As security workers at the Seattle Art Museum vote to unionize this week, they await the outcome of three unfair labor practice charges they’ve leveled against the museum. 

From Tuesday to May 31, about 65 of SAM’s internal security workers will vote in a National Labor Relations Board election on whether to form an independent union. Organizers said that if the vote succeeds the union will base its goals on a departmentwide survey. For now, the organizer’s goals include the reinstatement of a retirement matching plan, a mutually agreed upon process of escalating discipline, a seniority pay system, increased wages, and scheduled raises that factor in Seattle’s cost of living.

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Since going public with their unionization efforts in January, union organizer Josh Davis said the workers have had many disagreements with SAM leadership. The security workers’ current union campaign is their second this year. SAM declined to voluntarily recognize the union representation in either campaign, leaving an NLRB election as the path to unionization.

The security workers first wanted to join the International Union of Painters and Allied Trades, but were unable because of a statutory requirement in the National Labor Relations Act prohibiting the NLRB from certifying a union as the representative of security workers if it also represents nonsecurity workers, as IUPAT would. In the second campaign, they are forming an independent union to represent themselves, rather than being represented by a national or international labor union or a union federation.

The security workers, Davis said, also believe the museum has taken actions retaliating against them and has not been a neutral party throughout this process.


In a statement to The Seattle Times, SAM said the museum has not retaliated against any employee for seeking union representation.

“SAM has been, and continues to be, neutral about whether its security guards are represented by a union,” the statement said. “We fully recognize and respect the right of all workers, including SAM security guards, to seek representation and would honor the decision if a majority of them, through a fair process and NLRB secret ballot election, vote to unionize.”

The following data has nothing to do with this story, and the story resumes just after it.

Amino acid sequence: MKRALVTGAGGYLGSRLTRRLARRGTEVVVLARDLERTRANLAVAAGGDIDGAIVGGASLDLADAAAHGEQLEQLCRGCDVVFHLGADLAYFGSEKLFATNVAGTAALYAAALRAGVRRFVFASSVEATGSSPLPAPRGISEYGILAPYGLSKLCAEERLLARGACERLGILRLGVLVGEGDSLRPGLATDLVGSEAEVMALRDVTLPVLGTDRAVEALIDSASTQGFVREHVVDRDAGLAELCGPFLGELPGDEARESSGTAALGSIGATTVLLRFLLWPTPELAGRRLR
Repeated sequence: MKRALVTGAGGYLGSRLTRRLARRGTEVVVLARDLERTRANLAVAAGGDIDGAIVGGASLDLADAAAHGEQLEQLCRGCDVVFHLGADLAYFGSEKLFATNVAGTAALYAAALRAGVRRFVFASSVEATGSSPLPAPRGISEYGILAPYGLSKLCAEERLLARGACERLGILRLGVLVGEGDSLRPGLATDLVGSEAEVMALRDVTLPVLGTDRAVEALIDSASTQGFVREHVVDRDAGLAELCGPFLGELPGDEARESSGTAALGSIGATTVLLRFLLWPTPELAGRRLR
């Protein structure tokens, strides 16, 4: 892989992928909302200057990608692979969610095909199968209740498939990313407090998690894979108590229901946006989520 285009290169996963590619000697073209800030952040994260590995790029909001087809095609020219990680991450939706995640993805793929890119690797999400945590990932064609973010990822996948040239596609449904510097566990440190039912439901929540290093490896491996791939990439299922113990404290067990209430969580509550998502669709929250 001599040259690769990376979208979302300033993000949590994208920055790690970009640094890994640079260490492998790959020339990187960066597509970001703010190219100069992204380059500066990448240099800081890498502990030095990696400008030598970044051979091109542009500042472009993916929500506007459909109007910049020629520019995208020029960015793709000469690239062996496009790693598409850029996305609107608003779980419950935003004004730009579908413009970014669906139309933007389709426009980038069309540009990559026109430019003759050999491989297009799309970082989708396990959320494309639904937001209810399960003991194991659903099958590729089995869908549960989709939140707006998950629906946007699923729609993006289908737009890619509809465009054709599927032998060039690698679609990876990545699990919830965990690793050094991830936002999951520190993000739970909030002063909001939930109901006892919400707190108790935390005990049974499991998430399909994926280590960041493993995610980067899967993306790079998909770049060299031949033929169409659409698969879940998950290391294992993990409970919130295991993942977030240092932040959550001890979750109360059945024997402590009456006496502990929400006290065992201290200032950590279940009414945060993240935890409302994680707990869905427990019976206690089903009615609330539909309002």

On March 3, the security workers filed two unfair labor practice charges with the NLRB. The first charge was filed in response to an all-staff email SAM CEO Amada Cruz sent Feb. 8. In the email, Cruz voiced concerns that a union organizer had asked museum-affiliated artists, particularly artists of color, to sever ties with SAM if the museum did not recognize the union.

Davis said he is the unnamed union organizer in Cruz’s email, but he did not ask the artists to sever museum ties. Rather, Davis said, in the email — which he shared with The Seattle Times — he asked multiple artists to show support for the union effort in some fashion. The only two who responded in support, he said, were Black artists.

The second charge alleges the museum changed a union organizer’s work schedule in order to inconvenience them and decrease their compensation in retaliation for unionizing efforts. 

According to SAM, nobody’s schedule has been changed in retaliation for union activity and nobody’s compensation has been reduced. On Jan. 27, SAM announced a departmentwide restructuring for security staff, which the museum said had nothing to do with union efforts.


“Our security leadership worked hard to make sure that the scheduling resulting from the resturcre accommodated, as nearly as possible, each employee’s individual preferences,” SAM said in a statement.

On March 23, union organizer Aselya Keyes filed her own unfair labor practice charge after the museum placed her on indefinite paid leave. Keyes said the museum’s human resources department accused her of harassing co-workers and violating SAM’s employee code of conduct.

SAM said a security worker — referring to but not naming Keyes — was recently terminated based on the results of an internal investigation into allegations of workplace misconduct made against that employee — not because of unionization efforts. 

When asked about Keyes’ allegations, a SAM representative said the museum “unequivocally denies” the allegations, knowing that its actions “were in full compliance with the law and intended to protect its staff.”


This coverage is partially underwritten by the M.J. Murdock Charitable Trust. The Seattle Times maintains editorial control over this and all its coverage.